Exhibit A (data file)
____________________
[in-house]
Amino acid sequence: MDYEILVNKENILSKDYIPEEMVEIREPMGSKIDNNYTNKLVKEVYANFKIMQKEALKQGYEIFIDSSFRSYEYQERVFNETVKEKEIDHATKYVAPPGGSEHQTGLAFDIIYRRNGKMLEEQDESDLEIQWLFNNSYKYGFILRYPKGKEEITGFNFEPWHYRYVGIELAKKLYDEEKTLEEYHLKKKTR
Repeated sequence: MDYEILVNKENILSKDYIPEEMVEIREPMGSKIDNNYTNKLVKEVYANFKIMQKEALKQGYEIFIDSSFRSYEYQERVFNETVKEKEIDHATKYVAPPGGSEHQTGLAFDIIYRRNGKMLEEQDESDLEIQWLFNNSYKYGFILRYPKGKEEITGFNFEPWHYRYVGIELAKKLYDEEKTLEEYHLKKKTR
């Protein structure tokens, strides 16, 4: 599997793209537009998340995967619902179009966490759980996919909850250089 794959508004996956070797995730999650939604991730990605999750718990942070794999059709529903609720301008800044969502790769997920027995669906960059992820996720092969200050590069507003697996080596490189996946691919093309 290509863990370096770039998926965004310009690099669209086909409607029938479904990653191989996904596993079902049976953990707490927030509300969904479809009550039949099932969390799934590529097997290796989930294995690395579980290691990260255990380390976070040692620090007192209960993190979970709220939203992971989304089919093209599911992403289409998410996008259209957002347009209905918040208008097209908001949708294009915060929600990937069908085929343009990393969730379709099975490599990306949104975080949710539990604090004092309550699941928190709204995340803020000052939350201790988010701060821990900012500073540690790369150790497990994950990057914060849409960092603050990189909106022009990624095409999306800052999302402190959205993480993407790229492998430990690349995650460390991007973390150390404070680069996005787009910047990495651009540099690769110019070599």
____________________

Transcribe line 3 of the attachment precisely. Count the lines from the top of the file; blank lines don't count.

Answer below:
Repeated sequence: MDYEILVNKENILSKDYIPEEMVEIREPMGSKIDNNYTNKLVKEVYANFKIMQKEALKQGYEIFIDSSFRSYEYQERVFNETVKEKEIDHATKYVAPPGGSEHQTGLAFDIIYRRNGKMLEEQDESDLEIQWLFNNSYKYGFILRYPKGKEEITGFNFEPWHYRYVGIELAKKLYDEEKTLEEYHLKKKTR